Despite treatment options, there are a number of barriers preventing infected persons from accessing them. In low and middle income countries, high cost, the need for complex lab testing, and side effect profiles make treatment difficult to access.[xv] However, in high income countries, many barriers still remain. People may not be aware of treatment options (or the need to be tested regularly), may not feel it is a great enough priority for them, may possess negative perceptions or fear about treatment, may feel the waiting list is too long, or may feel they do not have a strong enough support network to help them get through treatment. Even if individuals possess medical insurance, many cite lack of financial resources as a barrier and may find it unfeasible to take off time at work.[xvi] Factors related to poverty like employment and housing insecurity and lack of transportation also constitute important barriers.[xvii] Furthermore, recognition of stigma plays a role in preventing infected persons from seeking treatment, as many believe there are negative assumptions made about their drug use, promiscuity, and HIV status.[xviii] Some also may find the treatment regimen and side/ psychiatric effects too difficult to deal with and may find injecting medication too triggering. Additionally, healthcare providers may be resistant to providing treatment to persons who identify as drug users, despite that studies suggest that rates of sustained virological response are similar between those who actively inject and those who don’t.[xix] Too few specialists (and testing locations) as well as healthcare providers who are unaware of treatment options and don’t spend adequate time assessing patients also hinder diagnosis. Barriers at the government level include lack of funding and poor treatment promotion.[xx]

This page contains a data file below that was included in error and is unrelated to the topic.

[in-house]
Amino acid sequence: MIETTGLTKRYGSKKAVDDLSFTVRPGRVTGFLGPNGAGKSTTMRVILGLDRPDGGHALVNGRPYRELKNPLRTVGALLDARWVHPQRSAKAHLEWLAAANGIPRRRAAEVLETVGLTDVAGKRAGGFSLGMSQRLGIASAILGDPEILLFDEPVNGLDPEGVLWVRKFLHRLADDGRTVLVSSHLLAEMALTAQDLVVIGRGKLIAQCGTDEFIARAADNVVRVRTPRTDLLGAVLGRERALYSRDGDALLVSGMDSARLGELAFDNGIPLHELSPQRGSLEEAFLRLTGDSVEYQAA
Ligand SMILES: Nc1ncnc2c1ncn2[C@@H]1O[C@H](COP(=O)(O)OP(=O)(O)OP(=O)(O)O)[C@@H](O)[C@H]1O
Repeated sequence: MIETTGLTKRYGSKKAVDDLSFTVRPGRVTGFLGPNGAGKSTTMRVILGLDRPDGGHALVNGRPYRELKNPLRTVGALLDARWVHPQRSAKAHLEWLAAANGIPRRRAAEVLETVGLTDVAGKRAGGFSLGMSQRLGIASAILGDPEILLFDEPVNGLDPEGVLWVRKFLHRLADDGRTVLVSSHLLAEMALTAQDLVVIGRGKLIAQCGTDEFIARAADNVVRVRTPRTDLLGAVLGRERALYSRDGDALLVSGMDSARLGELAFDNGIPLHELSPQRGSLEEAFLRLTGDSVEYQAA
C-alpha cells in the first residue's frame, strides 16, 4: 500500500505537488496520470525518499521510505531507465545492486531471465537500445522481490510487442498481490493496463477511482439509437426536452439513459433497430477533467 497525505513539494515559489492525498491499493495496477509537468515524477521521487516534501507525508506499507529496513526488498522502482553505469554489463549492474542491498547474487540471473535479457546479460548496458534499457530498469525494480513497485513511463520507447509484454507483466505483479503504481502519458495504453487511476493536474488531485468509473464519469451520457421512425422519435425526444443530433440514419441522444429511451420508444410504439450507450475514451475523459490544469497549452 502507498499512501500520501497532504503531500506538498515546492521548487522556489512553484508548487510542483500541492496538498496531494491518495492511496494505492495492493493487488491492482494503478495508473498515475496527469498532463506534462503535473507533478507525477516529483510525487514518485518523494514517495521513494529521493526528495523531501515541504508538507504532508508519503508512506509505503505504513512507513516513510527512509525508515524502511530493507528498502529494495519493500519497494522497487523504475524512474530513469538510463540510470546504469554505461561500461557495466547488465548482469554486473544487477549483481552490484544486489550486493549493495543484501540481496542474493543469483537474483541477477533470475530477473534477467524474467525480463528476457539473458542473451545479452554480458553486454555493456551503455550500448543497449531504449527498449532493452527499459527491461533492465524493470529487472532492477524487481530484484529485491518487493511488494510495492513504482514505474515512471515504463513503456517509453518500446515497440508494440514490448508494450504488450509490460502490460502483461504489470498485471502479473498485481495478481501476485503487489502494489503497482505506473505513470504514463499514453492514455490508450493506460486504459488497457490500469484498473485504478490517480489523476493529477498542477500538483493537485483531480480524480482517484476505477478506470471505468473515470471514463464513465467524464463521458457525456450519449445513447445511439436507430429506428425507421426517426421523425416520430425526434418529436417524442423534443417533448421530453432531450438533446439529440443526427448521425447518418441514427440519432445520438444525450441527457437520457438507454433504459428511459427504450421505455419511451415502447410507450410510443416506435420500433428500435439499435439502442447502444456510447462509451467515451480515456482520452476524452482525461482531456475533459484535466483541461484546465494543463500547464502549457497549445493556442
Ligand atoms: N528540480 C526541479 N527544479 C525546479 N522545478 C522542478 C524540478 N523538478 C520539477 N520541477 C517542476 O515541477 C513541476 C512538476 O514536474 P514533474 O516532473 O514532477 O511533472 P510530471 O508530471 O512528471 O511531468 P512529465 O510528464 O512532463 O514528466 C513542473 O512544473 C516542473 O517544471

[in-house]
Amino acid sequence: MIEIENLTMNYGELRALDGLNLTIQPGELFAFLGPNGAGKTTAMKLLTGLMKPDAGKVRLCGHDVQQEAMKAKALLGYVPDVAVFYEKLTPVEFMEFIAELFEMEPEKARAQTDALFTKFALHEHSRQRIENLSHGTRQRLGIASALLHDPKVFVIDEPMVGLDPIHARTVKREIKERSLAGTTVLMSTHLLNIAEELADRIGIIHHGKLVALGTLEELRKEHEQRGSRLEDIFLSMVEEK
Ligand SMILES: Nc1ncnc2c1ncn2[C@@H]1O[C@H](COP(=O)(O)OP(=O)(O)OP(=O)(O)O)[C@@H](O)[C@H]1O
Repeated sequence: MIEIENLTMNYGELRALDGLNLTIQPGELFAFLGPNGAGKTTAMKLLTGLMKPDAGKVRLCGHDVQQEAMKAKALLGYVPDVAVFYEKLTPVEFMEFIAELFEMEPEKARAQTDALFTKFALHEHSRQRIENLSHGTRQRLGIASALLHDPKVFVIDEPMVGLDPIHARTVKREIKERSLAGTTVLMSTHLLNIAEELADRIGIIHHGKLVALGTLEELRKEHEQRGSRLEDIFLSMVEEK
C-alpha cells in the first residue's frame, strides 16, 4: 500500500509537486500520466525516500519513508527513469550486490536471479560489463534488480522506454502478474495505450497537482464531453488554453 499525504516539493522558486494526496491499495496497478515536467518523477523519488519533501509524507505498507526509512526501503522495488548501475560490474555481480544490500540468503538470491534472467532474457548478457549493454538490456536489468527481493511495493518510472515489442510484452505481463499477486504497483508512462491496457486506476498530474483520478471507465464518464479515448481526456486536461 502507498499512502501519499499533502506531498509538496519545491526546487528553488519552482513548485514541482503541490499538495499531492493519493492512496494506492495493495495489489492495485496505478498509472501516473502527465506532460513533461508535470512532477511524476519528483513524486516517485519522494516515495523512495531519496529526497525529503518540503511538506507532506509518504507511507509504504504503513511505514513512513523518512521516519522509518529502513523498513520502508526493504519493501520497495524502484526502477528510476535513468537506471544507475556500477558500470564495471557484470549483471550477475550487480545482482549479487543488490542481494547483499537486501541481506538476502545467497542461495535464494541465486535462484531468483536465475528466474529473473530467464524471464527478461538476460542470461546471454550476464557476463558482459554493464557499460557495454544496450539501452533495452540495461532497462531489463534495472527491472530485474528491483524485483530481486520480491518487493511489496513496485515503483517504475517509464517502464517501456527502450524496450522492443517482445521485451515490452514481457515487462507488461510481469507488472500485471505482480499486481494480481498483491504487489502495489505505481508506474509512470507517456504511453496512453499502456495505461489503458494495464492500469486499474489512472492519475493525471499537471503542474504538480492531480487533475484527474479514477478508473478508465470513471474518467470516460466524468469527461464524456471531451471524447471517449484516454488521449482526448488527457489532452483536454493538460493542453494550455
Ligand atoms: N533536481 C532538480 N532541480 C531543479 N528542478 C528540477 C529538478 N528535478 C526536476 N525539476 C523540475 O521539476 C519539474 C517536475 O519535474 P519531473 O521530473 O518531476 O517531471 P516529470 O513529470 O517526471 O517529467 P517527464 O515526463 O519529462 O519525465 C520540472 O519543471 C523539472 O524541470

Canadian Students for Sensible Drug Policy supports a number of initiatives and recommendations which decrease hepatitis risk. We consider problematic drug use to be a health issue and thus support harm reduction practices to reduce risk, like providing information and supplies, so things like needles and straws are not shared. Not only does this reduce risk of initial infection but evidence suggests that the risk of re-infection is lower when people have access to harm reduction information and supplies.[xxi] We also recognize the interaction between social determinants of health and rates of hepatitis and try to employ an anti-oppressive framework that empowers marginalized populations who are at an elevated risk of infection. This may include having respected activists speak at our national conferences on how to implement outreach programs, advocating for safer consumption and injection facilities across Canada, and speaking with stakeholders on high-risk populations like prisoners and street youth. Our mandate to decriminalize drug use would help overcome the stigma and other barriers that prevent reasonable access to treatment for numerous individuals. In the future, we would like to see more comprehensive teams to monitor and assist persons with Hepatitis C, a broader approach to address other determinants of health that affect treatment outcomes (like adequate housing), greater access to peer and harm reduction support, and better collaboration between governmental, educational, and health care stakeholders.